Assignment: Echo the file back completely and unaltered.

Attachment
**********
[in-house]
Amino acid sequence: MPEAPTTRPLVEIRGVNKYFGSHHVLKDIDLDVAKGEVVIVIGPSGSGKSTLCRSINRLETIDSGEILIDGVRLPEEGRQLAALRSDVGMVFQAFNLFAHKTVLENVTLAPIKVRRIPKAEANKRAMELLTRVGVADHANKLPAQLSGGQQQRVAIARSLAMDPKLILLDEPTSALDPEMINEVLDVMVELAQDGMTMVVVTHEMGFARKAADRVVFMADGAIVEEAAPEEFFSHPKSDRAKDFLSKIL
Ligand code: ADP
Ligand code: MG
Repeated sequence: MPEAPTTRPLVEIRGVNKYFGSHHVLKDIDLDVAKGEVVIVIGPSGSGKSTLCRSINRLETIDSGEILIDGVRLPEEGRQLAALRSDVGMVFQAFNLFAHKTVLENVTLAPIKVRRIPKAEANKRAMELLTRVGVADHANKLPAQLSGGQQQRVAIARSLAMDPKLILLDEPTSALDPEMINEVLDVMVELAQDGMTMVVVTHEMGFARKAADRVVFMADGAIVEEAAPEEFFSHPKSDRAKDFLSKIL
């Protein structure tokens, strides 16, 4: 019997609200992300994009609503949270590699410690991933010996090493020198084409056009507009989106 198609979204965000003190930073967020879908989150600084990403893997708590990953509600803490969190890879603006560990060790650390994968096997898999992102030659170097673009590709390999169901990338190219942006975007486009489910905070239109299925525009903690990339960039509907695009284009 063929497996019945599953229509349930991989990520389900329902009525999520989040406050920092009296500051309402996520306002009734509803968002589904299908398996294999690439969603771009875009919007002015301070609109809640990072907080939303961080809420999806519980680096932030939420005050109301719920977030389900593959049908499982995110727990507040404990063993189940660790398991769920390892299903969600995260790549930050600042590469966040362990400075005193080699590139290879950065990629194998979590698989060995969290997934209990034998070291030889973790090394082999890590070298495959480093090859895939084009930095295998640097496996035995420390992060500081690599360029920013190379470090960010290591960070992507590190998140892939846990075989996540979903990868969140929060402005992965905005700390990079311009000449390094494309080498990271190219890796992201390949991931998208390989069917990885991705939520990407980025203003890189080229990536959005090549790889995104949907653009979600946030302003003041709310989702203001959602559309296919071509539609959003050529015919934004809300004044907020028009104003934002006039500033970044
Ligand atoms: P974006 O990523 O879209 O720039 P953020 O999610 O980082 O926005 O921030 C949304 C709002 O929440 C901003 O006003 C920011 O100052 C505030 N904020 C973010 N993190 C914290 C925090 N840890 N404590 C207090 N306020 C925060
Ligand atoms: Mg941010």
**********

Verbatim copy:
[in-house]
Amino acid sequence: MPEAPTTRPLVEIRGVNKYFGSHHVLKDIDLDVAKGEVVIVIGPSGSGKSTLCRSINRLETIDSGEILIDGVRLPEEGRQLAALRSDVGMVFQAFNLFAHKTVLENVTLAPIKVRRIPKAEANKRAMELLTRVGVADHANKLPAQLSGGQQQRVAIARSLAMDPKLILLDEPTSALDPEMINEVLDVMVELAQDGMTMVVVTHEMGFARKAADRVVFMADGAIVEEAAPEEFFSHPKSDRAKDFLSKIL
Ligand code: ADP
Ligand code: MG
Repeated sequence: MPEAPTTRPLVEIRGVNKYFGSHHVLKDIDLDVAKGEVVIVIGPSGSGKSTLCRSINRLETIDSGEILIDGVRLPEEGRQLAALRSDVGMVFQAFNLFAHKTVLENVTLAPIKVRRIPKAEANKRAMELLTRVGVADHANKLPAQLSGGQQQRVAIARSLAMDPKLILLDEPTSALDPEMINEVLDVMVELAQDGMTMVVVTHEMGFARKAADRVVFMADGAIVEEAAPEEFFSHPKSDRAKDFLSKIL
């Protein structure tokens, strides 16, 4: 019997609200992300994009609503949270590699410690991933010996090493020198084409056009507009989106 198609979204965000003190930073967020879908989150600084990403893997708590990953509600803490969190890879603006560990060790650390994968096997898999992102030659170097673009590709390999169901990338190219942006975007486009489910905070239109299925525009903690990339960039509907695009284009 063929497996019945599953229509349930991989990520389900329902009525999520989040406050920092009296500051309402996520306002009734509803968002589904299908398996294999690439969603771009875009919007002015301070609109809640990072907080939303961080809420999806519980680096932030939420005050109301719920977030389900593959049908499982995110727990507040404990063993189940660790398991769920390892299903969600995260790549930050600042590469966040362990400075005193080699590139290879950065990629194998979590698989060995969290997934209990034998070291030889973790090394082999890590070298495959480093090859895939084009930095295998640097496996035995420390992060500081690599360029920013190379470090960010290591960070992507590190998140892939846990075989996540979903990868969140929060402005992965905005700390990079311009000449390094494309080498990271190219890796992201390949991931998208390989069917990885991705939520990407980025203003890189080229990536959005090549790889995104949907653009979600946030302003003041709310989702203001959602559309296919071509539609959003050529015919934004809300004044907020028009104003934002006039500033970044
Ligand atoms: P974006 O990523 O879209 O720039 P953020 O999610 O980082 O926005 O921030 C949304 C709002 O929440 C901003 O006003 C920011 O100052 C505030 N904020 C973010 N993190 C914290 C925090 N840890 N404590 C207090 N306020 C925060
Ligand atoms: Mg941010």